Without a doubt our best play tonight was the game-winning goal which not only gave us the lead we needed, but was probably one of the prettiest passing plays we will see all year. The puck was about to be cleared out of the zone when Markov kept the play alive and kept the puck in. He found Kovy in the slot who quickly fired it to the right side. There Pleks one-timed a pass back to Markov at the point who in turn returned the favour. The net result was a quick one-time goal up over a very dizzy Conklin.

Game puck
Trophies are for the end of the year, play well in the game, you get a lovely puck...

Carey Price
I remember in early 2000 the Habs beat Detroit 3-0 thanks to a brilliant performance from the wonder-kid of the moment - Jose Theodore. Tonight I won't go as far as to say that Price stole us this one, but he was the number one reason it wasn't anymore interesting, from Detroit's standpoint, than it had to be. It was, however, another O'Byrne gaffe which turned to be all the Wings needed to get on the scoresheet; a shame as I thought Carey was playing shutout-calibre hockey. In all he made 32 saves including 15 in the 3rd alone.

Dome hockey team
We're going into the last minute with these 6 (and they're attached to the ice, so they're not coming off)...


Alexei Kovalev
Alex was our best forward tonight. He was very flashy in the offensive zone as he put a lot of quality pucks on net. He wasn't credited with a point on the first goal, but his forechecking on Lidstrom was the number one reason the puck bounced off Sir Norris into the net. Kovy was probably the only Hab not willing to just sit back and play defence in the third and I love him for that. Maybe he defied Carbo, but when you are up you must keep attacking and that is precisely what he did.

Tomas Plekanec
Pleks played quite a quiet role in the first period, but with time he came out of his shell. He scored a great goal and had a few other glorious chances including one that was disallowed towards the end of the game. He was the best centre in the face-off circle tonight as he won more than half of the team's total face-offs (10 of 19).

Christopher Higgins
Chris scored a rather fortuitous goal tonight, but hey, a goal is a goal. That gives him 5 on the year which is about what you expect from him after 15 games. He played with a lot of energy tonight and didn't really allow the Wings to get going when he was around. Unfortunately Saku and he lost their linemate - the victim of a big hit - but the duo played well with Kostopoulos for the majority of the game.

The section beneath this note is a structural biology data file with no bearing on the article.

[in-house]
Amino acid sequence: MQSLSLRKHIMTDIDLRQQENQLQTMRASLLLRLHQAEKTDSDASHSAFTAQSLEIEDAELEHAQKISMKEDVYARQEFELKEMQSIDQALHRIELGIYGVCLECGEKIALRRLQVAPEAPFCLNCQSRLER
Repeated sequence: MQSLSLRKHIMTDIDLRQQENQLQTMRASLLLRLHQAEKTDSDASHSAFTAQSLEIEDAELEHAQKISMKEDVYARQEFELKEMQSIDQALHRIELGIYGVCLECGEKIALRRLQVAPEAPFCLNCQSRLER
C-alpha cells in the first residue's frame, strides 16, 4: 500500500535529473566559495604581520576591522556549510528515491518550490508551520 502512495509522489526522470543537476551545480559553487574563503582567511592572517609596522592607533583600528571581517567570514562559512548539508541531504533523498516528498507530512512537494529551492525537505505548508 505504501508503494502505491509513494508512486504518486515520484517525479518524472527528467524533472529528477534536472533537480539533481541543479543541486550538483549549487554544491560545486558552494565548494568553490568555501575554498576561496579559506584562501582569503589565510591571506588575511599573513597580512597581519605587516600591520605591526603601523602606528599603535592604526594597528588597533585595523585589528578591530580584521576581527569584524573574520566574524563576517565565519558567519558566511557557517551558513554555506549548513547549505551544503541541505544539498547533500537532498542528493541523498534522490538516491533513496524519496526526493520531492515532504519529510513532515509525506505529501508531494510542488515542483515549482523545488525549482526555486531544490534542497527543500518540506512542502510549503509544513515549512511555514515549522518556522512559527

Josh Gorges
Josh did a very good job tonight on the PK - he was used more than any other Hab in that department. He co-led the team with 2 blocked shots, both of which seemed to really hurt. He is proving himself as a true warrior and tonight, against the league's best, he was himself, at his best.

Andrei Markov
Andrei's ability to keep the puck in at the blue-line and create something out of nothing is a skill that is really second to no one in the league right now. His play to keep the puck in on Plekanec's goal was superb. He then immediately showed us his other talent as he and Pleks exchanged perfect passes for the goal. Great game in both ends, he was very strong against Detroit's potent attack.


Carey Price
Tonight Price seemed very focused and I think he was able to fuel himself with a good solid start to the game. His positioning was very good as he was square on most every shot. One thing that I noticed on a couple of occasions was that he remains standing if he can. I really like that in a goalie, most goalies nowadays will drop to the butterfly no matter what, but I think it shows true awareness and confidence to remain on your feet when the butterfly is not needed.

In this new section we are going to try and shed some light on certain plays or events that would otherwise go unnoticed

Tonight we played 3 different games, 1 for each period. In the first period we played cautious, match-the-tempo style hockey. Neither team was interested in over-committing nor making any big mistakes and that suited us just fine. In the second period we played offence. We scored 3 goals and probably could have even added a couple more. In the third period we played defence (aka - nervous hockey).